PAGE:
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Superhero Comics Have a Race Problem. Can Ta-Nehisi Coates Fix It?

Marvel Entertainment

Last May, the Atlantic's Ta-Nehisi Coates interviewed Marvel comics editor Sana Amanat about diversity in superhero comics. It was an issue close to both of them personally: Amanat has spearheaded the reinvention of Ms. Marvel as a Muslim-American superhero while Coates has often written about the importance of comic book series, like the multinational mutant team the X-Men were to him while growing up. Now Coates will get a chance to try his own hand at the genre as the writer of the forthcoming Black Panther series “A Nation Under Our Feet,” to be drawn by Brian Stelfreeze and released next year. The series takes its title from a Pulitzer Prize–winning book about the roots of African-American political identity under slavery and Reconstruction by the historian (and New Republic contributor) Steven Hahn. 

The source material is promising, and Coates will bring to the task the formidable writing skills he displayed in his Atlantic cover story last year, “The Case for Reparations,” and in Between the World and Me, his searing new book on the African-American condition. And he's hardly the first celebrated writer to try his hand at writing comics.1 But penning Black Panther presents a particularly unique challenge, given the history of the form: Reviving a black character in a field that remains largely monochromatic will be no small feat.

Superhero comics have long had a tortured relationship with issues of diversity and ethnic identity. Many of the early superhero comics from the 1930s to the 1960s were created by first- and second-generation European immigrants. Comics scholars like Gerard Jones and Larry Tye have speculated that the dual identity of characters like Superman and Batman was a metaphor for the process of Americanization experienced by the Jewish-American creators of those heroes, and also for ethnic passing. Characters like Clark (Superman) Kent and Bruce (Batman) Wayne were faux WASPs while non-white characters, especially African-Americans, were relegated to the role of comic side-kicks (most notoriously Ebony White, the minstrel-inflected servant of The Spirit).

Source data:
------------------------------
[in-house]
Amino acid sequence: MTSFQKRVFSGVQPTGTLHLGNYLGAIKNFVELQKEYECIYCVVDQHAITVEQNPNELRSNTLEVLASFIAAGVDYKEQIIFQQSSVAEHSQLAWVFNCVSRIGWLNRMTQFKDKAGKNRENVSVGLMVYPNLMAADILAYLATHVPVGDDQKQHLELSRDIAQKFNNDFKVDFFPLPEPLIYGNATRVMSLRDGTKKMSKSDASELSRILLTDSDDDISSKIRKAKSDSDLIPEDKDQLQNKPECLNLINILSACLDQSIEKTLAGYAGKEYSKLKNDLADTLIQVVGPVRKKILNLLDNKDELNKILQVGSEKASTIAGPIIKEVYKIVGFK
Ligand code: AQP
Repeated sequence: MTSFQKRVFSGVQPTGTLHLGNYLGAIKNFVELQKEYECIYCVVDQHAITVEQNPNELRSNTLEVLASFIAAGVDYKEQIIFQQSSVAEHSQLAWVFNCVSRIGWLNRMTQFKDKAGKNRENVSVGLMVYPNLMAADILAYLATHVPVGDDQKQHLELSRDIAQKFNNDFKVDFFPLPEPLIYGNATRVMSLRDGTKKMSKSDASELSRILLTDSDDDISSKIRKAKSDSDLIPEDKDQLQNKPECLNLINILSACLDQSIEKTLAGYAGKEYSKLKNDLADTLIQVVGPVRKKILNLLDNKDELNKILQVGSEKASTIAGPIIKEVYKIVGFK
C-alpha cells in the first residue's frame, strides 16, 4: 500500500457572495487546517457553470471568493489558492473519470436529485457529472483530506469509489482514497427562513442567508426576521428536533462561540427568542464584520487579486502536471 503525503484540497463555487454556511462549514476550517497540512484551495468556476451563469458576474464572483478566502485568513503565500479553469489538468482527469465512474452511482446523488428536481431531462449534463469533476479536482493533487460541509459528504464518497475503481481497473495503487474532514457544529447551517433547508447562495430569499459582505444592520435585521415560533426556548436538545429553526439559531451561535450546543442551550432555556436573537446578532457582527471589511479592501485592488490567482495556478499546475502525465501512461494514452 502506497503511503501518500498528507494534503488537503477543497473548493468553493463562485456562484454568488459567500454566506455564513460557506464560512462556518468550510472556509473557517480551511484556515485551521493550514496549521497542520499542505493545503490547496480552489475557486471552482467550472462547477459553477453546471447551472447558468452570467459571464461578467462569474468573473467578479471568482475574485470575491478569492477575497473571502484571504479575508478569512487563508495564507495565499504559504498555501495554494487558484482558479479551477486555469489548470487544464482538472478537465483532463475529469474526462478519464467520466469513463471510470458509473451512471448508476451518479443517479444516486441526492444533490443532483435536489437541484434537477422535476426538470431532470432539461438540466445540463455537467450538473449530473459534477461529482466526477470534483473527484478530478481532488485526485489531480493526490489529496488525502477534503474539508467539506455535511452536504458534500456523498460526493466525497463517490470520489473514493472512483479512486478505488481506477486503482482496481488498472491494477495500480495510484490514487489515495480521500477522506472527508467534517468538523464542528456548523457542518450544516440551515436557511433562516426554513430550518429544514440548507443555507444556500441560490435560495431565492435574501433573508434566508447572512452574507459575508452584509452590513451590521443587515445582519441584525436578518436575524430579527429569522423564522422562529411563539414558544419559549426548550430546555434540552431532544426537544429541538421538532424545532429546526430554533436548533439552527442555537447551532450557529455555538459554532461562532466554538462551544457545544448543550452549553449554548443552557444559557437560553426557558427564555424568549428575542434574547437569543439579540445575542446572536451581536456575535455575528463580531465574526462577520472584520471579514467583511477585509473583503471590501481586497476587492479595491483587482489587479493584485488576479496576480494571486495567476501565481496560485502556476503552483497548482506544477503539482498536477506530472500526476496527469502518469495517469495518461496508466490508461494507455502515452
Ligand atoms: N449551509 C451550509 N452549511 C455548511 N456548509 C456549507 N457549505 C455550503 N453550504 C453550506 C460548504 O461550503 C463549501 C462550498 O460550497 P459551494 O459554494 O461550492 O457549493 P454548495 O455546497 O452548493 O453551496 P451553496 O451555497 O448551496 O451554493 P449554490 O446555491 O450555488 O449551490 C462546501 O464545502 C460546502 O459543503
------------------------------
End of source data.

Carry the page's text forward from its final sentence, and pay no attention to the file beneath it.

The Black Panther, created by Jack Kirby and Stan Lee in a 1966 storyline in the Fantastic Four series, was a decisive break from this pattern by being the first black superhero. Visually modelled after the actor Sidney Poitier and the prince of a hidden African Kingdom, the Black Panther was an emblem of black pride. By coincidence the character emerged at the same time the Black Panther party was forming in the real world (Coates’s father would be a member of that party). Although formally unconnected, both the Black Panther character and the Black Panther party are outgrowths of the political upheavals of the 1960s. 

If the Black Panther was a pathbreaker, few other heroes have followed the trail he blazed, aside from outliers like Black Lightning, Cyborg, and Storm. For a variety of reasons, the superhero universes of DC and Marvel comics remain overwhelmingly white. Both companies have found it more profitable to mine older heroes like Superman and Spider-Man rather than develop new characters, in part because creators are now reluctant to sign over complete copyright control of characters, which was the norm of the industry since the 1930s but increasingly unacceptable to writers and artists. Some African-American creators, notably the writer/artist Trevor Von Eeden, have confronted systematic racism in the comics industry. It’s telling that most of those who have worked on Black Panther comics over the years have been white. Further, some fans have resisted attempts to reinvent older heroes like Green Lantern and Thor as non-white.

In effect, the comic book industry remains closer to the monoculture of 1939 than the diversity of 1966, let alone 2015. By enlisting Ta-Nehisi Coates to bring Black Panther back to life, Marvel is taking a commendable step toward rectifying that.

  1. In the 1920s, Ring Lardner, perhaps the foremost short story writer in America, worked on the baseball-themed comic strip You Know Me Al from 1922 to 1925. Noir master Dashiell Hammett, best known as the author of The Maltese Falcon, co-created the comic strip Secret Agent X-9, which he worked on from 1934 to 1935. In the 1940s, future New Republic film critic Stanley Kauffmann and thriller writer Patricia Highsmith both got their start writing comic books. In the early 1970s, famed science fiction and fantasy writer Samuel Delany had a brief stint writing Wonder Woman, while fellow sci-fi master Harlan Ellison wrote The Hulk. More recently, prize-winning literary novelist Jonathan Lethem did a much-praised revitalization of the Marvel series Omega the Unknown.